10 November 2017




Today, the University of Toronto community will gather to commemorate those who lost their lives fighting for Canada. For the past 93 years the Soldiers’ Tower, the University’s war memorial, has provided a site of commemoration on Remembrance Day and every other day of the year. In today’s special edition of Beyond Tradition, I will explore the history of this “traditional” memorial that has been adapting and evolving for nearly 100 years.
Exterior image of the Soldiers' Tower. Photo courtesy of Amy Intrator.

The Soldiers’ Tower is a war memorial that features a monument, museum, and bell tower. The memorial honours the 628 members of the University of Toronto community who lost their lives during World War I, and the 557 members who lost their lives during World War II. The University of Toronto community includes students, staff, faculty, and alumni, and the memorial pays homage to each of these individuals through a stone memorial screen adjacent to the tower with the names of those who died in World War I. A memorial arch below the tower bears the names of those who died in World War II. 

The Memorial Screen with the names of University members who lost their lives in WWI. Source.

The cornerstone of the memorial was laid on November 11th, 1919, nearly 98 years ago today. The memorial is physically connected to Hart House, the non-academic centre for the University of Toronto community. The same day construction on the tower began, Hart House opened its doors as a space for students, faculty, alumni to come together outside the classroom. The tower was connected to Hart House as a way of connecting a dispersed university body to one central memorial. Amazingly, Hart House still serves as a centre for non-academic engagement and the Soldiers' Tower still stands at the crossroads of the University and the community at large. The Soldiers’ Tower was “complete” as of 1924 and became the second tallest war memorial in Canada.

Although the building was physically "complete" in 1924, the Tower is an active memorial so its meaning is always in transition. While some museums present a narrative of the past with a clear start and finish, many memorials shift and adapt to serve their audiences over time and bring memory into the present.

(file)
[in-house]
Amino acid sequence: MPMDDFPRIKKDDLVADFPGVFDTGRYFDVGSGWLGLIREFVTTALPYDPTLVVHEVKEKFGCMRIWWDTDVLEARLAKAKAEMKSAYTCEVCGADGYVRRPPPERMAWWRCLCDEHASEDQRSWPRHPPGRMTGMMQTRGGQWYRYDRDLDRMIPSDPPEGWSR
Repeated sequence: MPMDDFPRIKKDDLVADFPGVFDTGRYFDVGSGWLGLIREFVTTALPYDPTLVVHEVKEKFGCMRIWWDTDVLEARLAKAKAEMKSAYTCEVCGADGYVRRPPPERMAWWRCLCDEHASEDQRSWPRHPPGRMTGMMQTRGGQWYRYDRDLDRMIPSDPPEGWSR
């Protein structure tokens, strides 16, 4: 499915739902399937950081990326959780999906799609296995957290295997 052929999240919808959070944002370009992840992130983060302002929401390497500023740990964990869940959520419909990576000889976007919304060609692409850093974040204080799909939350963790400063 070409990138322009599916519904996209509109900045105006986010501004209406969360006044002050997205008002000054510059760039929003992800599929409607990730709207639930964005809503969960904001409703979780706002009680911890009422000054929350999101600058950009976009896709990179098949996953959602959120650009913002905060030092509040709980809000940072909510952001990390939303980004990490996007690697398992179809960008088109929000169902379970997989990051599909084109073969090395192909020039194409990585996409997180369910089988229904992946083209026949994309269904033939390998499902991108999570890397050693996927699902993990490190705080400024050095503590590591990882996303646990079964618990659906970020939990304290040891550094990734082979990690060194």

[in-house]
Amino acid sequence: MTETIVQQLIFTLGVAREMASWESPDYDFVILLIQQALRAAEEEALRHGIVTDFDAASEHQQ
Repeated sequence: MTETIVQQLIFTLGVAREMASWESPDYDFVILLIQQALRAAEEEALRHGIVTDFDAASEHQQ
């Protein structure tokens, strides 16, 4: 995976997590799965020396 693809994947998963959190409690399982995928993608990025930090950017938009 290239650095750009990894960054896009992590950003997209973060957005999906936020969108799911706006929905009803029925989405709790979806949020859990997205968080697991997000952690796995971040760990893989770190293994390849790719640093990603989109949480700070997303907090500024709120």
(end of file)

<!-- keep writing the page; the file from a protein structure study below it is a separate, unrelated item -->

The Tower may have been physically completed after World War I, but its identity as a memorial shifted again after World War II. The memorial physically expanded to include the names of fallen soldiers on the outside archway and the memorial's bell tower was expanded to include additional carillon bells in honour of those who died in the World War II. The Second World War also shifted the memorial’s identity. After World War I, also known as the Great War, the world had never anticipated another war of similar magnitude, but World War II shattered this illusion of a single tragic world war. Similarly, World War II forced the Soldiers’ Tower to shift from a memorial in honour of a single tragic event, to a memorial that honoured soldiers across several decades and several wars.

The Memorial Arch with the names of University members who lost their lives in WWII. Source.

The opening of the Memorial Room, the museum inside the Tower, is another example of the memorial’s shifting identity. The “room” was originally called the “Muniment Room” and was created as a depository for the university’s war-related records (and was rarely open to visitors). In the 1970s, the room was revitalized as a small museum hosting artifacts and records, and rather than a depository for storing records, the room became a site of displaying and contextualizing items that related to the University and the wars. The museum is still open today, run by the University’s Alumni Committee, staffed by students and community members, and open to any member of the public. The museum may appear “traditional” from a collections viewpoint, as the museum displays portraits and war memorabilia like many other war museums, but the museum allows for a cross-community engagement that is far from traditional.

Interior of the Memorial Room museum. Photo courtesy of Kathy Parks, Soldiers' Tower Administrator.

At 11:00 am members of the University community and the larger Toronto community will gather in front of Soldiers’ Tower amongst veterans and active soldiers to commemorate those lost in war. The Remembrance Day service has been taking place at the tower since 1924, and today the service remains an integral part of the memorial’s identity. Every November the tradition of the Remembrance Day service brings multiple generations and communities together to re-interpret the Tower’s importance and contribute to the evolving history of the Soldiers' Tower at the University of Toronto.

The Memorial Screen after the 2016 Service of Remembrance. Photo courtesy of Amy Intrator.

Join the 2017 Service of Remembrance:

Date: TODAY, November 10th, 2017
Time: 10:15- 11am
Location: Soldiers' Tower, 7 Hart House Circle
(ceremony takes place outside the tower connected to Hart House)

For more information visit the Soldiers' Tower website: https://alumni.utoronto.ca/alumni-networks/shared-interests/soldiers-tower/service-of-remembrance

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